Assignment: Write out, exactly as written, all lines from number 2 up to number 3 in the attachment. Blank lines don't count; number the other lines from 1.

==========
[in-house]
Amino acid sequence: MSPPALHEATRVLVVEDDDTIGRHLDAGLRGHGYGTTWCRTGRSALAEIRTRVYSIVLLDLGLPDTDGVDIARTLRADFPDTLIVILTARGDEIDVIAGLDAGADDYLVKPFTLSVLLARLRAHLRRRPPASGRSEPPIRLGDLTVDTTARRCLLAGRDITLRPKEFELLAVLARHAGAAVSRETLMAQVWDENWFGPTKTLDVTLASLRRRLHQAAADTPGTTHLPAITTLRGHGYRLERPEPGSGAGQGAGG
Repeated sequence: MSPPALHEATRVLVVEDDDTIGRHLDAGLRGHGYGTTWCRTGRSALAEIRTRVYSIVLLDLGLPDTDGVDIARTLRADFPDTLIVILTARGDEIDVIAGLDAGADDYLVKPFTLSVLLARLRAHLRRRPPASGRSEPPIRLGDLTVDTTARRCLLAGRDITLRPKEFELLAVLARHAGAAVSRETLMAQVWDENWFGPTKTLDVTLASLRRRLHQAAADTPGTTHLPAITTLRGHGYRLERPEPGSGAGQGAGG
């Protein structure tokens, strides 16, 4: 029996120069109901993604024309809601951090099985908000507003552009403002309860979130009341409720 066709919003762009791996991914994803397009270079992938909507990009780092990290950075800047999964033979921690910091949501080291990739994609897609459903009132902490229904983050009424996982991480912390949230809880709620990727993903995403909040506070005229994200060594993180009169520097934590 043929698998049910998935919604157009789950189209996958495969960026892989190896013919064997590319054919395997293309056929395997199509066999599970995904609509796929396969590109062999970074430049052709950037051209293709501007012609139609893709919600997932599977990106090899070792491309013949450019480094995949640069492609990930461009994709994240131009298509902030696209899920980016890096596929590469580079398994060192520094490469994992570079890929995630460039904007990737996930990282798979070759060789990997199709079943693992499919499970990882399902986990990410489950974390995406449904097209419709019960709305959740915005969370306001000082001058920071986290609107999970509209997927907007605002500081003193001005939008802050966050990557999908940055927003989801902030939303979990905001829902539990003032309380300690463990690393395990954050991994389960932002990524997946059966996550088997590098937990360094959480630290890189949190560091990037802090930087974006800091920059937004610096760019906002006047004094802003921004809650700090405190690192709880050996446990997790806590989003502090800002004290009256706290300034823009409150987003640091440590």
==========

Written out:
Amino acid sequence: MSPPALHEATRVLVVEDDDTIGRHLDAGLRGHGYGTTWCRTGRSALAEIRTRVYSIVLLDLGLPDTDGVDIARTLRADFPDTLIVILTARGDEIDVIAGLDAGADDYLVKPFTLSVLLARLRAHLRRRPPASGRSEPPIRLGDLTVDTTARRCLLAGRDITLRPKEFELLAVLARHAGAAVSRETLMAQVWDENWFGPTKTLDVTLASLRRRLHQAAADTPGTTHLPAITTLRGHGYRLERPEPGSGAGQGAGG
Repeated sequence: MSPPALHEATRVLVVEDDDTIGRHLDAGLRGHGYGTTWCRTGRSALAEIRTRVYSIVLLDLGLPDTDGVDIARTLRADFPDTLIVILTARGDEIDVIAGLDAGADDYLVKPFTLSVLLARLRAHLRRRPPASGRSEPPIRLGDLTVDTTARRCLLAGRDITLRPKEFELLAVLARHAGAAVSRETLMAQVWDENWFGPTKTLDVTLASLRRRLHQAAADTPGTTHLPAITTLRGHGYRLERPEPGSGAGQGAGG